Following the success of the one-day Secure Events and Security Congress in EMEA, (ISC)²’s new look two-day Secure Summits bring multi-subject sessions from hands on practical workshops to keynotes and panel discussions, featuring local and international industry experts to maximise the learning experience and CPE opportunities.
Serving the entire (ISC)² EMEA professional community with five regional events, the Summits offer a wealth of educational value, networking opportunities, and a community forum for likeminded professionals, all of which are FREE to (ISC)² members & (ISC)² Chapter members. Read on for insights from one of our popular Secure Summit UK sessions:
(ISC)² 2017 Secure Summit UK in London saw Mark Stokes, Head of Digital & Electronics Forensics at Metropolitan Police lift the lid on law enforcement in the digital age. From Artificial Intelligence detectives and digital CSI, to training the next generation of cyber Cluedos, he showed how online threats are transforming the nature of UK police work.
Mark began by revealing the scale of investigation into the criminal underworld, with his own force handling 15,000 investigations and 53,000 ‘exhibits’ – from laptops to smartphones – in the past year alone. With a plethora of new IoT devices, such as connected toothbrushes to smart fridges emerging every year, digital forensics investigators are in a constant race against time to find ways to extract evidence from newly released devices they may not even have heard of before.
Mark showed how the problem is being partly solved by transforming front-line police officers into digital detectives, with 64% of mobile phone examinations now being performed by police officers. Crime-scene examiners trained to scour a crime scene for suspicious items that warrant forensic analysis are now being re-trained as cyber-sleuths, able to perform the same role in cyberspace and search for devices and data that warrants forensic analysis. In future, we could even see Artificial Intelligence play a major role in police detective work. AI has already been trained to recognise guns, drugs and pornography among millions of images. Soon, Artificial Intelligence detectives could trawl thousands of files to autonomously identify images of child abuse, removing humans from one of the most distressing tasks in police work.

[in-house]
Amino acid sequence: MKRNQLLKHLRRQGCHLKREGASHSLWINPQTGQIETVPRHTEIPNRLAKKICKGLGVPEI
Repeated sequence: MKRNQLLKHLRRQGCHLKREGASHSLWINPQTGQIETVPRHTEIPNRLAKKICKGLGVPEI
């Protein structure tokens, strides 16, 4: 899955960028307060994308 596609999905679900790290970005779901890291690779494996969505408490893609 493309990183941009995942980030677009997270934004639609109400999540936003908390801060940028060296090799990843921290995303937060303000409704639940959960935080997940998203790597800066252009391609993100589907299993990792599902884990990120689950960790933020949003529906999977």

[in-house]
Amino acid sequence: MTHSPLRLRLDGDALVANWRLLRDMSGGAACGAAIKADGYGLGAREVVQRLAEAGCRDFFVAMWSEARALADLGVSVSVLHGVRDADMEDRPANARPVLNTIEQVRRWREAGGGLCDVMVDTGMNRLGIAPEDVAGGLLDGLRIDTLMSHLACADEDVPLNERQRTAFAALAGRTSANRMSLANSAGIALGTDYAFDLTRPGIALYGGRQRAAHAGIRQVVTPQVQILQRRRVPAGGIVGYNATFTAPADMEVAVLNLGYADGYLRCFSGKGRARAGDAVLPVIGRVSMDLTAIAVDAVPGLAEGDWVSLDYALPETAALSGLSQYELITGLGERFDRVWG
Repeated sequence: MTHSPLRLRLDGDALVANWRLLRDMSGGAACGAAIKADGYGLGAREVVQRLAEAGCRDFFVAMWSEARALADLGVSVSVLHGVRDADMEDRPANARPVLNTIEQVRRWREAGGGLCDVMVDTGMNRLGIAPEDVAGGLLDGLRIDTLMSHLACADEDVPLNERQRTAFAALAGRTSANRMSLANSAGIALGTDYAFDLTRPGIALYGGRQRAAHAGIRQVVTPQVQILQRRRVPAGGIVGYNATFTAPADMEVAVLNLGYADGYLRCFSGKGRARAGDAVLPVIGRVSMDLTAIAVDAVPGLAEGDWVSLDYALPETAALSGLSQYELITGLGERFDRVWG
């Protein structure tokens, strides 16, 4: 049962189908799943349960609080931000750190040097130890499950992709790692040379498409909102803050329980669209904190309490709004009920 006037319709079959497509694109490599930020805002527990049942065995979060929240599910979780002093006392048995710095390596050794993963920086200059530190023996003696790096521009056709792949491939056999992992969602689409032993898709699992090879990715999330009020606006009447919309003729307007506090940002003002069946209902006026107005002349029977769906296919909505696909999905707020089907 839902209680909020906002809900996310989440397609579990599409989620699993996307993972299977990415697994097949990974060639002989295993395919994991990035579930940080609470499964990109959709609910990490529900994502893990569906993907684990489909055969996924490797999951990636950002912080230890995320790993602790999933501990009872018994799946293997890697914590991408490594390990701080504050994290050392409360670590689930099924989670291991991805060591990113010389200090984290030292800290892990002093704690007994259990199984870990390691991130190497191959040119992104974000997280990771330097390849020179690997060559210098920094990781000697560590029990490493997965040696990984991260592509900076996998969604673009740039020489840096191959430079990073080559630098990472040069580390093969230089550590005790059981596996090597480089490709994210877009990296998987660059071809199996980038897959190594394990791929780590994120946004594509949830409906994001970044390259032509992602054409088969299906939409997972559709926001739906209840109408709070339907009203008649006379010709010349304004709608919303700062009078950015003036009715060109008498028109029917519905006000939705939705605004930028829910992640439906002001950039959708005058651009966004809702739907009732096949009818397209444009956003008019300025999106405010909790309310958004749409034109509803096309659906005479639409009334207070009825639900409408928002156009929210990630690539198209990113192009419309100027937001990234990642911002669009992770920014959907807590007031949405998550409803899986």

Yet retaining and analysing this ballooning array of criminal data will require computing power and storage space beyond the capacity of most police forces. When someone is convicted of a crime, data has to be held for 30 years and police pull evidence from thousands of devices every year. As a result, the Met are now planning to outsource the storage, analysis and security of crime data to the cloud. Corporations have the resources to store, analyse and secure data far better than the police. Yet privatising such a crucial element of police work will open up a legal minefield, since it is a crime for private companies to hold illegal material such as child pornography. How can you legally store and secure indecent images in the cloud?
As the rise of a connected society gives the technology giants ever more power, police work will become dependent on private-sector co-operation. In many ways, private companies will now hold the keys to solving crimes. For example, the police walk a tightrope between advising companies to beef up the security of their customers’ devices, and asking them to leave have enough ‘backdoors’ for them to be accessible to police investigators.
This means an enormous amount of what was previously police work will now rely on the help and co-operation of the private sector, yet laws have not currently evolved to deal with this new reality.
This has created a growing need to educate politicians and lawmakers in cybersecurity to ensure our laws keep pace with our technology. It is not just private companies who have a major part to play in combating cyber-crime; citizens must also be helped and encouraged secure their own data and devices just as people are taught not to leave their valuables lying around. Security can no longer be the sole responsibility of corporations or governments; in a connected society.
From educating front-line police officers in how to scour crime-scenes for digital clues and teaching politicians about cybersecurity to working with private companies and private citizens to uphold the law, it is clear that police will have to enlist the help of our whole society in combating cyber-crime.
This will require everyone from politicians to police officers, corporate boards and private citizens to get security training. It will create a new partnership between the police and the people, working together to uphold a common law in cyberspace.